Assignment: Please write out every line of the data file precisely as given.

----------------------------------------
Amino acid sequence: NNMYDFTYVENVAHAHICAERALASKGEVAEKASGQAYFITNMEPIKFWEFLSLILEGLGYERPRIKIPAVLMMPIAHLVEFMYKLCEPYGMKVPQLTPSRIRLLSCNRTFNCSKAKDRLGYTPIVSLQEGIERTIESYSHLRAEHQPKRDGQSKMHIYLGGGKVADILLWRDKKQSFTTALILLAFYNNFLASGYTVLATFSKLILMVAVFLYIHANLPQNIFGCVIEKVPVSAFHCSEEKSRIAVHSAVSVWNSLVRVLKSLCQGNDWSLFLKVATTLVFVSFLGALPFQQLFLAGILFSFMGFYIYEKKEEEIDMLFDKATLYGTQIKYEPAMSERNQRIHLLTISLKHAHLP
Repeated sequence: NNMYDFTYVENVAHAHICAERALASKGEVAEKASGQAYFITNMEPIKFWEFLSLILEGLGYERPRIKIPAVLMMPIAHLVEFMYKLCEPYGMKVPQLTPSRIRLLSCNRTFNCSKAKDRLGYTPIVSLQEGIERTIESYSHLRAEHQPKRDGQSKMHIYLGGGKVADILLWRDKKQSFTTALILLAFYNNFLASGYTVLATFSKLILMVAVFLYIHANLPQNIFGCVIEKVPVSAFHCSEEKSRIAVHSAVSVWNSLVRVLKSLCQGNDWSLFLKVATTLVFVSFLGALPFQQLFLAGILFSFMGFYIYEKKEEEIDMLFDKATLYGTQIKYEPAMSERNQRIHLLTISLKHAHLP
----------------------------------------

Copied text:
Amino acid sequence: NNMYDFTYVENVAHAHICAERALASKGEVAEKASGQAYFITNMEPIKFWEFLSLILEGLGYERPRIKIPAVLMMPIAHLVEFMYKLCEPYGMKVPQLTPSRIRLLSCNRTFNCSKAKDRLGYTPIVSLQEGIERTIESYSHLRAEHQPKRDGQSKMHIYLGGGKVADILLWRDKKQSFTTALILLAFYNNFLASGYTVLATFSKLILMVAVFLYIHANLPQNIFGCVIEKVPVSAFHCSEEKSRIAVHSAVSVWNSLVRVLKSLCQGNDWSLFLKVATTLVFVSFLGALPFQQLFLAGILFSFMGFYIYEKKEEEIDMLFDKATLYGTQIKYEPAMSERNQRIHLLTISLKHAHLP
Repeated sequence: NNMYDFTYVENVAHAHICAERALASKGEVAEKASGQAYFITNMEPIKFWEFLSLILEGLGYERPRIKIPAVLMMPIAHLVEFMYKLCEPYGMKVPQLTPSRIRLLSCNRTFNCSKAKDRLGYTPIVSLQEGIERTIESYSHLRAEHQPKRDGQSKMHIYLGGGKVADILLWRDKKQSFTTALILLAFYNNFLASGYTVLATFSKLILMVAVFLYIHANLPQNIFGCVIEKVPVSAFHCSEEKSRIAVHSAVSVWNSLVRVLKSLCQGNDWSLFLKVATTLVFVSFLGALPFQQLFLAGILFSFMGFYIYEKKEEEIDMLFDKATLYGTQIKYEPAMSERNQRIHLLTISLKHAHLP